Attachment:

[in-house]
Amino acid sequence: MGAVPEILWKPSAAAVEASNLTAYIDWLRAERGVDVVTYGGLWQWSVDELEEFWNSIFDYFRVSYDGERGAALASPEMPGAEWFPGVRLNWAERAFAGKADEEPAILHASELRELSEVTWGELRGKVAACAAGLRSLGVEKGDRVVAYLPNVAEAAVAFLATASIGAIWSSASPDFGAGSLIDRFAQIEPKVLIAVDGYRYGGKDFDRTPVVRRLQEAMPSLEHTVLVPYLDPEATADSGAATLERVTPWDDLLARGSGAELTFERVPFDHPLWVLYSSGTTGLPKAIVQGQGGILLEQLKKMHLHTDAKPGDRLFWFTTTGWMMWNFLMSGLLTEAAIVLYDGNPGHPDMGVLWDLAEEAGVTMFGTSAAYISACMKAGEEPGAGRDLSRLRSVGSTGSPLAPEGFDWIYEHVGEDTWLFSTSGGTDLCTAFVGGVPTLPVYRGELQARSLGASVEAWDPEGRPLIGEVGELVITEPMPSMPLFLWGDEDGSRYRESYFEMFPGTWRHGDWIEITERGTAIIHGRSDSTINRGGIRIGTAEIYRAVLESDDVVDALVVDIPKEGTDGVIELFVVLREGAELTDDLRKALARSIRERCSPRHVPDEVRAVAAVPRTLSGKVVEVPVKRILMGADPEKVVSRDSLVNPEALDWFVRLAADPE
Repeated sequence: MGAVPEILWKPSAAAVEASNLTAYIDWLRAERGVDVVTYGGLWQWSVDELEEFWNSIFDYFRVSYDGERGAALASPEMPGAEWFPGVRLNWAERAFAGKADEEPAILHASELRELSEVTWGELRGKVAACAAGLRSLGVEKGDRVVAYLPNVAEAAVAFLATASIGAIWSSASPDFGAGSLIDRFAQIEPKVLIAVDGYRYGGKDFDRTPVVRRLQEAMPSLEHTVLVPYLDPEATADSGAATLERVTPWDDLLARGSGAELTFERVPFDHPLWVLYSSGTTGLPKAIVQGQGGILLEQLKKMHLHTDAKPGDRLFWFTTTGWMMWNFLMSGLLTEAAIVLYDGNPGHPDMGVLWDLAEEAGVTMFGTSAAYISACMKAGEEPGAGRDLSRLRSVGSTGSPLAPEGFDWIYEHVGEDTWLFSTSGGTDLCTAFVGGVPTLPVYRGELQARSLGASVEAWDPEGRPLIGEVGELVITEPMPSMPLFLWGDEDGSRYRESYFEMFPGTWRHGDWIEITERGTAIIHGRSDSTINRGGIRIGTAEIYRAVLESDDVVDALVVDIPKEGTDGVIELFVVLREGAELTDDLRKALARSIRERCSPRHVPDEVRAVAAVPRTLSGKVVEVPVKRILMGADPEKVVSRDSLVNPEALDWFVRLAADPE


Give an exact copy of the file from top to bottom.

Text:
[in-house]
Amino acid sequence: MGAVPEILWKPSAAAVEASNLTAYIDWLRAERGVDVVTYGGLWQWSVDELEEFWNSIFDYFRVSYDGERGAALASPEMPGAEWFPGVRLNWAERAFAGKADEEPAILHASELRELSEVTWGELRGKVAACAAGLRSLGVEKGDRVVAYLPNVAEAAVAFLATASIGAIWSSASPDFGAGSLIDRFAQIEPKVLIAVDGYRYGGKDFDRTPVVRRLQEAMPSLEHTVLVPYLDPEATADSGAATLERVTPWDDLLARGSGAELTFERVPFDHPLWVLYSSGTTGLPKAIVQGQGGILLEQLKKMHLHTDAKPGDRLFWFTTTGWMMWNFLMSGLLTEAAIVLYDGNPGHPDMGVLWDLAEEAGVTMFGTSAAYISACMKAGEEPGAGRDLSRLRSVGSTGSPLAPEGFDWIYEHVGEDTWLFSTSGGTDLCTAFVGGVPTLPVYRGELQARSLGASVEAWDPEGRPLIGEVGELVITEPMPSMPLFLWGDEDGSRYRESYFEMFPGTWRHGDWIEITERGTAIIHGRSDSTINRGGIRIGTAEIYRAVLESDDVVDALVVDIPKEGTDGVIELFVVLREGAELTDDLRKALARSIRERCSPRHVPDEVRAVAAVPRTLSGKVVEVPVKRILMGADPEKVVSRDSLVNPEALDWFVRLAADPE
Repeated sequence: MGAVPEILWKPSAAAVEASNLTAYIDWLRAERGVDVVTYGGLWQWSVDELEEFWNSIFDYFRVSYDGERGAALASPEMPGAEWFPGVRLNWAERAFAGKADEEPAILHASELRELSEVTWGELRGKVAACAAGLRSLGVEKGDRVVAYLPNVAEAAVAFLATASIGAIWSSASPDFGAGSLIDRFAQIEPKVLIAVDGYRYGGKDFDRTPVVRRLQEAMPSLEHTVLVPYLDPEATADSGAATLERVTPWDDLLARGSGAELTFERVPFDHPLWVLYSSGTTGLPKAIVQGQGGILLEQLKKMHLHTDAKPGDRLFWFTTTGWMMWNFLMSGLLTEAAIVLYDGNPGHPDMGVLWDLAEEAGVTMFGTSAAYISACMKAGEEPGAGRDLSRLRSVGSTGSPLAPEGFDWIYEHVGEDTWLFSTSGGTDLCTAFVGGVPTLPVYRGELQARSLGASVEAWDPEGRPLIGEVGELVITEPMPSMPLFLWGDEDGSRYRESYFEMFPGTWRHGDWIEITERGTAIIHGRSDSTINRGGIRIGTAEIYRAVLESDDVVDALVVDIPKEGTDGVIELFVVLREGAELTDDLRKALARSIRERCSPRHVPDEVRAVAAVPRTLSGKVVEVPVKRILMGADPEKVVSRDSLVNPEALDWFVRLAADPE